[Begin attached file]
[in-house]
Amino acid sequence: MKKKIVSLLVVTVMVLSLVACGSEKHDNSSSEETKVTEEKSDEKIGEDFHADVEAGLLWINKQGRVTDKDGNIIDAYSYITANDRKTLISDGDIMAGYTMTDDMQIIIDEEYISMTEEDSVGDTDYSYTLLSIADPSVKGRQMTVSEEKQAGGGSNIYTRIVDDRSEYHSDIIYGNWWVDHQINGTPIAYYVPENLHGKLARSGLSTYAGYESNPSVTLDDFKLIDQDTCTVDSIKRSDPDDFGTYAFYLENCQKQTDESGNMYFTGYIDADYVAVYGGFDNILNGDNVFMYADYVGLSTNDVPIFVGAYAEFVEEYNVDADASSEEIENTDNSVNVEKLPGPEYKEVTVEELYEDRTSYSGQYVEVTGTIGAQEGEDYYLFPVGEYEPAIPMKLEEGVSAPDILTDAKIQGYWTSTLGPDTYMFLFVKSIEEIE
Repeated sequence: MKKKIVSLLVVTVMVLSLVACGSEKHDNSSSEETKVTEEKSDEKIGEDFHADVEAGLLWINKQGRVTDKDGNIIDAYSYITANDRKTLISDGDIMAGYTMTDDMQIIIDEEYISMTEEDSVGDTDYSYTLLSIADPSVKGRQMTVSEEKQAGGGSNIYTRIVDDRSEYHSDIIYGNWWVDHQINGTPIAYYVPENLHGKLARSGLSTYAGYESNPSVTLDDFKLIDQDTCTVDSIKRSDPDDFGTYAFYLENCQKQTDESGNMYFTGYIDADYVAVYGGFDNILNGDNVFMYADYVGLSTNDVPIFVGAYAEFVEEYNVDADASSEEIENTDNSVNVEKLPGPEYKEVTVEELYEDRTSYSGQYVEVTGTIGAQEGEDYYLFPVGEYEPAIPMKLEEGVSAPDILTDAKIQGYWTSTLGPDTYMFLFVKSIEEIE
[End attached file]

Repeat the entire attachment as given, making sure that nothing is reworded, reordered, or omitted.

[in-house]
Amino acid sequence: MKKKIVSLLVVTVMVLSLVACGSEKHDNSSSEETKVTEEKSDEKIGEDFHADVEAGLLWINKQGRVTDKDGNIIDAYSYITANDRKTLISDGDIMAGYTMTDDMQIIIDEEYISMTEEDSVGDTDYSYTLLSIADPSVKGRQMTVSEEKQAGGGSNIYTRIVDDRSEYHSDIIYGNWWVDHQINGTPIAYYVPENLHGKLARSGLSTYAGYESNPSVTLDDFKLIDQDTCTVDSIKRSDPDDFGTYAFYLENCQKQTDESGNMYFTGYIDADYVAVYGGFDNILNGDNVFMYADYVGLSTNDVPIFVGAYAEFVEEYNVDADASSEEIENTDNSVNVEKLPGPEYKEVTVEELYEDRTSYSGQYVEVTGTIGAQEGEDYYLFPVGEYEPAIPMKLEEGVSAPDILTDAKIQGYWTSTLGPDTYMFLFVKSIEEIE
Repeated sequence: MKKKIVSLLVVTVMVLSLVACGSEKHDNSSSEETKVTEEKSDEKIGEDFHADVEAGLLWINKQGRVTDKDGNIIDAYSYITANDRKTLISDGDIMAGYTMTDDMQIIIDEEYISMTEEDSVGDTDYSYTLLSIADPSVKGRQMTVSEEKQAGGGSNIYTRIVDDRSEYHSDIIYGNWWVDHQINGTPIAYYVPENLHGKLARSGLSTYAGYESNPSVTLDDFKLIDQDTCTVDSIKRSDPDDFGTYAFYLENCQKQTDESGNMYFTGYIDADYVAVYGGFDNILNGDNVFMYADYVGLSTNDVPIFVGAYAEFVEEYNVDADASSEEIENTDNSVNVEKLPGPEYKEVTVEELYEDRTSYSGQYVEVTGTIGAQEGEDYYLFPVGEYEPAIPMKLEEGVSAPDILTDAKIQGYWTSTLGPDTYMFLFVKSIEEIE